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The Pamphlet Collection of Sir Robert Stout: Volume 69

Going Back Thousands of Year

page 6

Going Back Thousands of Year.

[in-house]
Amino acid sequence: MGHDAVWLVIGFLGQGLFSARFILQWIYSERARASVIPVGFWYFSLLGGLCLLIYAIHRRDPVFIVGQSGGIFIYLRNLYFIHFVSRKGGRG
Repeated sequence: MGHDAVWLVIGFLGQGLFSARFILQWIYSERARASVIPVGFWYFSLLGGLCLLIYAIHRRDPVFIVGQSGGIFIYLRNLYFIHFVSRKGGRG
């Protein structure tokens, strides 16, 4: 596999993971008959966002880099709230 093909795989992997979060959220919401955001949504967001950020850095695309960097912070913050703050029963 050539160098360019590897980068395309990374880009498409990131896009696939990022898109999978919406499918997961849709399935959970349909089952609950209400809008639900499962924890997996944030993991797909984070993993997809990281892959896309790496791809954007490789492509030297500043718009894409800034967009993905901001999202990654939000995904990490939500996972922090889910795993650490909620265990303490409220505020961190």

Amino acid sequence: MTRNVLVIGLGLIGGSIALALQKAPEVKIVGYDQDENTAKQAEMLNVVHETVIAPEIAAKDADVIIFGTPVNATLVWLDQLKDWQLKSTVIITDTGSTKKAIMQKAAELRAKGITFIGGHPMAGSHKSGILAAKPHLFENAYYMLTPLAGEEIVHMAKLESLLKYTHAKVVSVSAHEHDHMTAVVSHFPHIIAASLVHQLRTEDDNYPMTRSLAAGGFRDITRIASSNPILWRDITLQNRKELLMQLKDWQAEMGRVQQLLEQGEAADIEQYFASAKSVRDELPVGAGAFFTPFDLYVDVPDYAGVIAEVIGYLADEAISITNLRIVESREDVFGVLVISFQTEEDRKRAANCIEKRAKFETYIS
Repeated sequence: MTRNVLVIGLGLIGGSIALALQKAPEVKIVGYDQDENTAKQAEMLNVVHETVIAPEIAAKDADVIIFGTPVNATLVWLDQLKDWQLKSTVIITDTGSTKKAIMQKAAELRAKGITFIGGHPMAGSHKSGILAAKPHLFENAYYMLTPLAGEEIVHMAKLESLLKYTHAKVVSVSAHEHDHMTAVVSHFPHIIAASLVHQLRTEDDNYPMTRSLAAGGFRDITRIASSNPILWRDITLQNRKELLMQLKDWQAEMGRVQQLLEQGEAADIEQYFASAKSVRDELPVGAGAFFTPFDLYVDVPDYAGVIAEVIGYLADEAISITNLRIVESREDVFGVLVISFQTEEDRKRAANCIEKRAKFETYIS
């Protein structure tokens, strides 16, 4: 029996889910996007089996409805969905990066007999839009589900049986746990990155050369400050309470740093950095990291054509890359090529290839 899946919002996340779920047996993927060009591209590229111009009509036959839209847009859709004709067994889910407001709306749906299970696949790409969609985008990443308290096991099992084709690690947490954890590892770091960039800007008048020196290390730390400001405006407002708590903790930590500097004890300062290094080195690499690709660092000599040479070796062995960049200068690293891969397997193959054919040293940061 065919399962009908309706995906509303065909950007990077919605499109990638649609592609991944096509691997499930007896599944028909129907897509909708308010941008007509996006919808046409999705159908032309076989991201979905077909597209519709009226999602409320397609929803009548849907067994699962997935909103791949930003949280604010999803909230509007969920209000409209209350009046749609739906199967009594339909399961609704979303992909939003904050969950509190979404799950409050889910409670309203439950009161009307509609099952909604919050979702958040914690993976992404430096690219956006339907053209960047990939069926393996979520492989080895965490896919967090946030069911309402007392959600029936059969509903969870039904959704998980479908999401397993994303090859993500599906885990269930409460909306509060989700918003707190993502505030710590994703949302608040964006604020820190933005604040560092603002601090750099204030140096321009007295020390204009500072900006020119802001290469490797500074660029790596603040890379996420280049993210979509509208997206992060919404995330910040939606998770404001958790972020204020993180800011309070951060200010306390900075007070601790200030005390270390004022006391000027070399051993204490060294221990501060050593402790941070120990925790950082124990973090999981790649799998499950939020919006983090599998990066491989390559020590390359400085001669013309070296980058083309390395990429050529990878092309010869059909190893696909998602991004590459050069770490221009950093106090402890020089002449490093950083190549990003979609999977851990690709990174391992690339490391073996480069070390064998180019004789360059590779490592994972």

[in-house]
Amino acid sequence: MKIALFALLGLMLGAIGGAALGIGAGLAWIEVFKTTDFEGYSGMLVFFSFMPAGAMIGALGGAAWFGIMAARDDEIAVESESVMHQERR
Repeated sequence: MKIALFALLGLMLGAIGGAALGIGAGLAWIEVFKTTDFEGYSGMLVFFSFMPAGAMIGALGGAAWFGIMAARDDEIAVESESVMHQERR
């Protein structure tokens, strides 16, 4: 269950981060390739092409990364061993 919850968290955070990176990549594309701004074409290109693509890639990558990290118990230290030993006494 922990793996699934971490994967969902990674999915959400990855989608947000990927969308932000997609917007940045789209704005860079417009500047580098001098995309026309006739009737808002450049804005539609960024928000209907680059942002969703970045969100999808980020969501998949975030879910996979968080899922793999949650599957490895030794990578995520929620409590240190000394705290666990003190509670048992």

It is allowed that the term nummus, once used by the Romans for money, came from the Greek nomos (law) in this case meaning the exact science of numbers; so that number and not "intrinsic" value is the synonym of the circulating medium of exchange—money. On the banks of the Nile are found small pebbles flat and thin like money, giving sizes from a sixpence to a crown-piece; these are believed to have been used by the kings of Egypt for money, hence the scientists have dubbed these nodules of limestone nummulites. Now, as there was an unlimited number of these ready-made pebbles, anyone might easily get a stock and oiler them in exchange for whatever he wanted, without having expended as much labor for each pebble as the commodity he proposed to purchase with it had cost the producer of that article for use. It is thus seen at once that the pebble-money must be restricted in its number, as the original form of nummus from nomos (law) implies—else like the over-issued paper money in Argentina, it would become greatly depreciated in its representative value—in other words it would take a great deal of the over-issued currency to purchase a very small quantity of goods. As the Pharaoh was the only person who was entitled to be supplied with food without having worked for it—he had the right to decree a fixed value upon each white-stone—he caused a certain number to be branded with the royal mark which none might imitate, this therefore became the pebble currency of the land of Egypt. The Pharaoh having gathered his tribute or labor-tax of food by the emission of his marked pebbles, maintained his court, his army, and his employes in public works as other Governments have done, each in its own particular way. The pebbles thus emitted became the currency of the country and enabled exchanges to be made among his subjects. If, as was likely to happen, the Pharaoh wanted further supplies he would make a new issue of marked pebbles, "watered stock," a process which would depreciate the currency; or he would make an enforced levy upon his subjects for some of the previously issued pebbles, and thus "corner" the money market, by which means the price of the food that he wanted to purchase would be rendered more favorable to the buyer. Judging from the financial tactics of later ages, if Pharaoh had surplus stores that he wanted to sell, he would emit his newly-branded pebbles freely, so that he might sell at a profit. This latter course might be State jobbery, but the kings of Egypt, like the Bank Associations, had not the page 7 terror of the ballot-box before their eyes; that may follow later on, so far as the banks are concerned. Passing along to the time of